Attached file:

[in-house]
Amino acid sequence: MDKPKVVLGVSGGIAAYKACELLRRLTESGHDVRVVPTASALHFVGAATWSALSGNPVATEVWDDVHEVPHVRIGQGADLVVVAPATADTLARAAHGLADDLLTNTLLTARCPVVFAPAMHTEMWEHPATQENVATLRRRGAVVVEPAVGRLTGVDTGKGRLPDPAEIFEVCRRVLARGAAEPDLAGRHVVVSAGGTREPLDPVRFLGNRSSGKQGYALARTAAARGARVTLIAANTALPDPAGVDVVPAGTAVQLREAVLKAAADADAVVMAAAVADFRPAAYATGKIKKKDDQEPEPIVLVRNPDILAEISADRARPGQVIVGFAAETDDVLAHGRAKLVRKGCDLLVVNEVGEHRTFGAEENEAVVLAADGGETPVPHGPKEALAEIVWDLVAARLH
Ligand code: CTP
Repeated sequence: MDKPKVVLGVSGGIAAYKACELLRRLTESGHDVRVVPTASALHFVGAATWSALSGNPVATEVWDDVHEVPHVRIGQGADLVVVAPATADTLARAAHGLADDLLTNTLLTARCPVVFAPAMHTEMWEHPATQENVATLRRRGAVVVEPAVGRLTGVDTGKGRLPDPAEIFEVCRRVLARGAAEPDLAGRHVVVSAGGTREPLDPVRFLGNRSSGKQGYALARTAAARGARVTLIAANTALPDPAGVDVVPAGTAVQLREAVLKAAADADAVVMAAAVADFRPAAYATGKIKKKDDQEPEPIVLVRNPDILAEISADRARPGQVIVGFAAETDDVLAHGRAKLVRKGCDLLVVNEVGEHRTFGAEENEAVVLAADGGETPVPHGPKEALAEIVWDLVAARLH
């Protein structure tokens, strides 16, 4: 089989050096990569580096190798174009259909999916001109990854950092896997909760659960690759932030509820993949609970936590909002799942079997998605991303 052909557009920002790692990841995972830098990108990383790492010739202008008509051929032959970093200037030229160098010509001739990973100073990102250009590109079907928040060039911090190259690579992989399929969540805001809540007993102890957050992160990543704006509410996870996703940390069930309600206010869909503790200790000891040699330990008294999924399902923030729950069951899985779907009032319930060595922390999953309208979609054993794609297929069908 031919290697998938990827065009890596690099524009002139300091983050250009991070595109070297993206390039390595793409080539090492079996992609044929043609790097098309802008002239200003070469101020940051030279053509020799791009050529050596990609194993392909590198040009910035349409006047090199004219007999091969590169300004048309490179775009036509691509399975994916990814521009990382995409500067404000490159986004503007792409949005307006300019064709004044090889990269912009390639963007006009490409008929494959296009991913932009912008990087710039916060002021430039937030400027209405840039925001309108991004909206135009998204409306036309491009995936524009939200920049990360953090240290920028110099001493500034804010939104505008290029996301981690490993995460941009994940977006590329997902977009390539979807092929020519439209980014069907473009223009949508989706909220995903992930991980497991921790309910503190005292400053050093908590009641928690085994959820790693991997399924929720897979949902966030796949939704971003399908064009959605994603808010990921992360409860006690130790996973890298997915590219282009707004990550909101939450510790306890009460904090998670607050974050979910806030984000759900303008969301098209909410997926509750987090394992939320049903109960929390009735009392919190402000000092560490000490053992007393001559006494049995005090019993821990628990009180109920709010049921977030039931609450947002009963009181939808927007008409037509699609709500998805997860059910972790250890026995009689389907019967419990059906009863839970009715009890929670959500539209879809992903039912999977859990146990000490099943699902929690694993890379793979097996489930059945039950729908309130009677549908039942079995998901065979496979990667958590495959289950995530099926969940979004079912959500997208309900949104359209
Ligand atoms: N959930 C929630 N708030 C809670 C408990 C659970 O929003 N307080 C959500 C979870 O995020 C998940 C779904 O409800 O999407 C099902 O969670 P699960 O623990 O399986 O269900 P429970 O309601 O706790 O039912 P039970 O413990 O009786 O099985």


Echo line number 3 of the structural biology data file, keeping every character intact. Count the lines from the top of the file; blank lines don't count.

Ligand code: CTP